Purpose: We describe perioperative complications associated with renal cryoablation and identify potential risk factors for certain complications. Materials and Methods: We retrospectively analyzed the medical records of patients with unifocal renal masses treated with cryosurgery at a single center between 1997 and 2007. All complications associated with these procedures were documented and classified into grades 1 to 5 by the Clavien surgical complication classification. In-depth analysis was done to identify potential risk factors for the most common complications. Results: We evaluated 101 percutaneous, 52 laparoscopic and 9 open procedures. Complications were noted in 38 procedures (23.5%), including grades 1 to 4 in 19 (11.7%), 8 (4.9%), 5 (3.1%) and 6 (3.7%), respectively, as the severest complication. The most common complication was flank pain (11 procedures), followed by perinephric hematoma and cardiovascular complications (10 each). Mass size (p = 0.001), number of cryoablation probes (p <0.001) and chronic anticoagulation (p <0.05) were associated with an increased incidence of significant hematoma. Cardiovascular complications were more common when upper pole lesions were treated, and when an open approach was used (each p <0.05). Respiratory complications occurred in 7 procedures and were associated with patient age (p <0.05) and mass size (p <0.01). Conclusions: Cryoablation is a relatively safe procedure with a low complications rate in properly selected patients. We identified potential risk factors that may help identify patients most at risk for certain complications and consequently assist in preprocedural planning and counseling.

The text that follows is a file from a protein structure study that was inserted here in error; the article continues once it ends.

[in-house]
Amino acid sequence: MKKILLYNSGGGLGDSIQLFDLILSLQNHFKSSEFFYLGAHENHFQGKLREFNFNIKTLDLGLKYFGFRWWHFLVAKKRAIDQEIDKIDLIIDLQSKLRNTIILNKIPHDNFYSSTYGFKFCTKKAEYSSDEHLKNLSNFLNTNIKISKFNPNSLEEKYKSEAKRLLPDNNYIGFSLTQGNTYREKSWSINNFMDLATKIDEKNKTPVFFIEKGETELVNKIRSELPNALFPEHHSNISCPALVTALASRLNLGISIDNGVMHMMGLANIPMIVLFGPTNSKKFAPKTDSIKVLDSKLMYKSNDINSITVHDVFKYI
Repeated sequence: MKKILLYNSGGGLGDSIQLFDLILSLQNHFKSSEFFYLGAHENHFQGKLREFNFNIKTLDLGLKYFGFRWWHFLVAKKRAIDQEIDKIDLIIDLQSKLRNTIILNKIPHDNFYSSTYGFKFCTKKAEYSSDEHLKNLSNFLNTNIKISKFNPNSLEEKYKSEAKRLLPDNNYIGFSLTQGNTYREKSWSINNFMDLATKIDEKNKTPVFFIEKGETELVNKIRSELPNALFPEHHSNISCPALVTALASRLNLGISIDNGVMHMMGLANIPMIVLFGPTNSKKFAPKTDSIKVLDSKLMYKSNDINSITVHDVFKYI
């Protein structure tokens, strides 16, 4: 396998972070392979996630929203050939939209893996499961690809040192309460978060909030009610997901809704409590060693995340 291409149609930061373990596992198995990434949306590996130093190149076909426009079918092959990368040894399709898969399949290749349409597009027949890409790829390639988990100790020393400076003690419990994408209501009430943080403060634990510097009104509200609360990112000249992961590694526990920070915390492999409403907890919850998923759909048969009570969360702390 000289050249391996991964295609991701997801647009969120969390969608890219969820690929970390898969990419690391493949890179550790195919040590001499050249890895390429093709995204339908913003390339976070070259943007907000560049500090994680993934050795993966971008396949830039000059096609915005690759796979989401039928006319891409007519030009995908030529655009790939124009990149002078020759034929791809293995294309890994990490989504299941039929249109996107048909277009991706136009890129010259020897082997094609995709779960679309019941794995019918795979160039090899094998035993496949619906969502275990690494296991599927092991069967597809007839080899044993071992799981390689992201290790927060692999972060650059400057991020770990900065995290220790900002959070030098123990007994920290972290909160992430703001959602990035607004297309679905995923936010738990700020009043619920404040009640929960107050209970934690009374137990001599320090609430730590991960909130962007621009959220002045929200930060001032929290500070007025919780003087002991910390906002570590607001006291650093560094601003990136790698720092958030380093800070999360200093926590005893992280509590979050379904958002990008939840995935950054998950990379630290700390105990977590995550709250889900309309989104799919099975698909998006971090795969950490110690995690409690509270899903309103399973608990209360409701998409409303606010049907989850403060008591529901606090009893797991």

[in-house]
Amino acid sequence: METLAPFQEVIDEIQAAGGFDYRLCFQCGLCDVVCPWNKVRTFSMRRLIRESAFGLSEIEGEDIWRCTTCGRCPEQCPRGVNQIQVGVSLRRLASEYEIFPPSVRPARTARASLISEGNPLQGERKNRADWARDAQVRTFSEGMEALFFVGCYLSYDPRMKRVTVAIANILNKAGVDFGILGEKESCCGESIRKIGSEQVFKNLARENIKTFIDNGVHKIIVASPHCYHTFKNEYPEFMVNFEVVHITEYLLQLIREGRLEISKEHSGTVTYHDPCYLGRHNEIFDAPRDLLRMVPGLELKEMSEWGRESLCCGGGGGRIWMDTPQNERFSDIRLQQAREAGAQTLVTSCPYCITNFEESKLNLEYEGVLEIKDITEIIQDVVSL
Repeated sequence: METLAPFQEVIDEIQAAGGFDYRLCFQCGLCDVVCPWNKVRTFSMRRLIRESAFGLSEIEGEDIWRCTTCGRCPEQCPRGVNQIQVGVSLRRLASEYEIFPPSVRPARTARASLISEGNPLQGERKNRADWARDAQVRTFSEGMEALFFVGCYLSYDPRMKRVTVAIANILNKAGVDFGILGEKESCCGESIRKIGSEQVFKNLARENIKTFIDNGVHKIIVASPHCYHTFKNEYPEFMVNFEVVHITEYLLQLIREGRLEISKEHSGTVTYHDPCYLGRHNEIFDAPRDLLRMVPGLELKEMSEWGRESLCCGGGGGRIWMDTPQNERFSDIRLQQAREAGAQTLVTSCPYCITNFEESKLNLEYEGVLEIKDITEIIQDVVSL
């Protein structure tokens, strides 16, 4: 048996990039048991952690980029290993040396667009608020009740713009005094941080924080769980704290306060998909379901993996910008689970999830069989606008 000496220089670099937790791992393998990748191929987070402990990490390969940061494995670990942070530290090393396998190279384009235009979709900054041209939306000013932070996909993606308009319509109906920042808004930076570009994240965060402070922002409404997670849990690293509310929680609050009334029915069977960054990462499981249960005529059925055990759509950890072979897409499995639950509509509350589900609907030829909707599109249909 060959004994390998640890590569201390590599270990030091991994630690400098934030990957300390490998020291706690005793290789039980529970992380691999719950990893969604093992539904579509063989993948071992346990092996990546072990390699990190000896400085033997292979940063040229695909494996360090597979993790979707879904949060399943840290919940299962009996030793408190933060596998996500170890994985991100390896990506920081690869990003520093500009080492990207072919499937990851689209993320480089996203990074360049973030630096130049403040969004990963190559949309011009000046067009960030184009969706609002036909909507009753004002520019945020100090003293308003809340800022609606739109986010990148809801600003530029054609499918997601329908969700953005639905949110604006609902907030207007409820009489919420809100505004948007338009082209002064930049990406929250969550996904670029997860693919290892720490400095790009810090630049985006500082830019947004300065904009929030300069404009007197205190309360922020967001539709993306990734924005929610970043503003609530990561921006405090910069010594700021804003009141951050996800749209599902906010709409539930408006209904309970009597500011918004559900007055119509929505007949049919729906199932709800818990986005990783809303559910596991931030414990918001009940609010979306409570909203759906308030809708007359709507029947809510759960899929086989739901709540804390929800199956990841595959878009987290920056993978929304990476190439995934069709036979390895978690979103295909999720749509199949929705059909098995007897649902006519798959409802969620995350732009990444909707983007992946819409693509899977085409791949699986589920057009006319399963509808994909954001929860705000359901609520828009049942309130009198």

- kidney neoplasms
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